The mystery of high-temperature superconductivity: ab-initio calculations using density-functional theory, downfolding and tensor networks

  1. The mystery of high-temperature superconductivity: ab-initio calculations using density-functional theory, downfolding and tensor networks

    28977 / Many-particle physics, Nanoporous materials
    Promotor(en): F. Verstraete, V. Van Speybroeck / Begeleider(s): L. Vanderstraeten

    Background and problem

    The theoretical understanding and numerical simulation of strongly-correlated quantum materials has been one of the long-standing challenges in physics: Whereas the microscopic quantum-mechanical equations for describing e.g. electrons in a material have been known for over a century, solving these equations for a large number of them is prohibitively expensive. As a result, the use of approximate methods such as mean-field theory, Hartree-Fock theory, perturbation theory, etc have flourished and can actually yield very accurate descriptions of the relevant physics of many materials. For example, band theory often describes the electronic structure of many metallic or insulating systems, and Fermi-liquid theory describes the occurrence of quasiparticles in these systems. Another example is density functional theory (DFT), which is an independent particle model for many-electron systems that revolves around the use of exchange-correlation functionals for capturing the electron correlations; in the last fifty years, DFT has worked itself up to the default method for simulating large many-electron systems.

    There are, however, still a number of materials that resist such approximate descriptions, and for which still no satisfactory understanding has been acquired. The most outstanding example in the field of condensed-matter physics is the mystery of high-Tc superconductivity: layered materials for which superconductivity persists up to temperatures at which any conventional description of superconductivity (i.e., BCS theory) would predict that a normal conductor has formed. It appears that strong quantum correlations in these systems are responsible for the superconducting properties, which falls outside the scope of traditional approximate methods such as mean field of perturbation theory. The most famous class of high-Tc superconductors are cuprates.

    In the last years, a new theoretical and numerical framework has been developed that can account for strong quantum correlations or entanglement in quantum many-body systems: tensor networks. Because of their direct modeling of the quantum entanglement in many-body systems, they are typically applied to microscopic Hamiltonians for simplified toy models, which somehow capture the essential physics of a given materials. In the case of the cuprate superconductors, an effective model is the single-band Hubbard Hamiltonian, for which, indeed, tensor networks can predict the phase diagram with unprecedented precision.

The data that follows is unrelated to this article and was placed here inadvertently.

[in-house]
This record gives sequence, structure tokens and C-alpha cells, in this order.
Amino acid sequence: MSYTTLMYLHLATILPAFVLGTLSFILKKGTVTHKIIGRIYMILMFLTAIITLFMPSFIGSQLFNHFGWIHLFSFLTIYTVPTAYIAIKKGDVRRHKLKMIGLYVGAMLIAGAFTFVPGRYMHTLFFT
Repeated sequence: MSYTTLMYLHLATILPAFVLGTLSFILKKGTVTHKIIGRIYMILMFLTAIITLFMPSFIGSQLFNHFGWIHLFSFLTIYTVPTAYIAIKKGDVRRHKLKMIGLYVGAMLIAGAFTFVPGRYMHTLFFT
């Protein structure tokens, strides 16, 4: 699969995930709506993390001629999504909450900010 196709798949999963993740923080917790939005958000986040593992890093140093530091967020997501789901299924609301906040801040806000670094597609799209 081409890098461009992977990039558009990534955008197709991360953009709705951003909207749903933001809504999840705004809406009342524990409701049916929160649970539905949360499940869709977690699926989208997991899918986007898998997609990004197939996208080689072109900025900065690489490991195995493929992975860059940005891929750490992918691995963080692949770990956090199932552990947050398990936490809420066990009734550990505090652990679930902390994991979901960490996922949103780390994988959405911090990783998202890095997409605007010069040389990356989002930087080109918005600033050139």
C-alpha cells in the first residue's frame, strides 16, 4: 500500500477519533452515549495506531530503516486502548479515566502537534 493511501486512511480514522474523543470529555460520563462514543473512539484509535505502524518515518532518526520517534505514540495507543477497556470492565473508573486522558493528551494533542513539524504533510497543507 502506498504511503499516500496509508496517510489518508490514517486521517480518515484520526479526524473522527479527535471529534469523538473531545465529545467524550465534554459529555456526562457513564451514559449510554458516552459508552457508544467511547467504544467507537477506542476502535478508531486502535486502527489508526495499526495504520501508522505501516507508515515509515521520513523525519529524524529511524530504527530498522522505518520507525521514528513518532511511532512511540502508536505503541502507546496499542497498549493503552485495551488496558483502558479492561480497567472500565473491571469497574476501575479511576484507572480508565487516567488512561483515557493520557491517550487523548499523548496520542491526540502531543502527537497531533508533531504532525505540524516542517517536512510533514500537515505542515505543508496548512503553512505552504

In order to make progress in understanding real-life high-Tc materials such as the cuprates – and for designing other materials with superconducting properties, with an eye on technological applications – we need to go beyond toy models and come up with ab-initio calculations of these materials. In this thesis proposal, we will make use of a hybrid DFT/tensor-network method for simulating a specific cuprate material La2-xSrxCuO4, which has been verified experimentally and that probably goes beyond the simple Hubbard model.

    The crucial idea in this proposal is to use DFT for obtaining an effective band model for this material, such that we can isolate the electronic degrees of freedom that exhibit strong correlations. Indeed, it is expected that most electron bands are, in fact, only weakly-correlated, and that only a few bands contribute to the phenomenon of superconductivity. The DFT solution allows to project out all these weakly-correlated bands, after which we can find real-space localized Wannier orbitals that describe the relevant electrons. We can compute hopping amplitudes between the orbitals and interaction terms. In the next stage, we use tensor networks to treat this effective strongly-correlated model head-on, using tensor networks. We will not only study the ground-state properties of this materials, but also the dynamics of the charge carriers (which are supposed to determine the mysterious Cooper pairs and the superconductivity), which can be readily measured in angle-resolved photo-emission spectroscopy.

    We expect the student to collaborate with researchers of the Center for Molecular Modeling and the Quantum Group; the former group has a large expertise in DFT calculations and Wannier-localization, whereas the latter has developed the main tensor-network algorithms that will be used in this work.

  1. Study programme
    Master of Science in Engineering Physics [EMPHYS], Master of Science in Physics and Astronomy [CMFYST]
    strongly correlated systems, superconductivity, quantum-mechanical calculations, Density functional theory, tensor networks

    M. Imada, Charge Order and Superconductivity as Competing Brothers in Cuprate High-Tc Superconductors. J. Phys. Soc. Jpn. 2021, 90 (11), 111009.

    J. I. Cirac, D. Pérez-García, N. Schuch, and F. Verstraete, Matrix product states and projected entangled pair states: Concepts, symmetries, theorems, Rev. Mod. Phys. 93, 045003 (2021)

    Boris Ponsioen, Sangwoo S. Chung, and Philippe Corboz, Period 4 stripe in the extended two-dimensional Hubbard model, Phys. Rev. B 100, 195141 (2021)


Veronique Van Speybroeck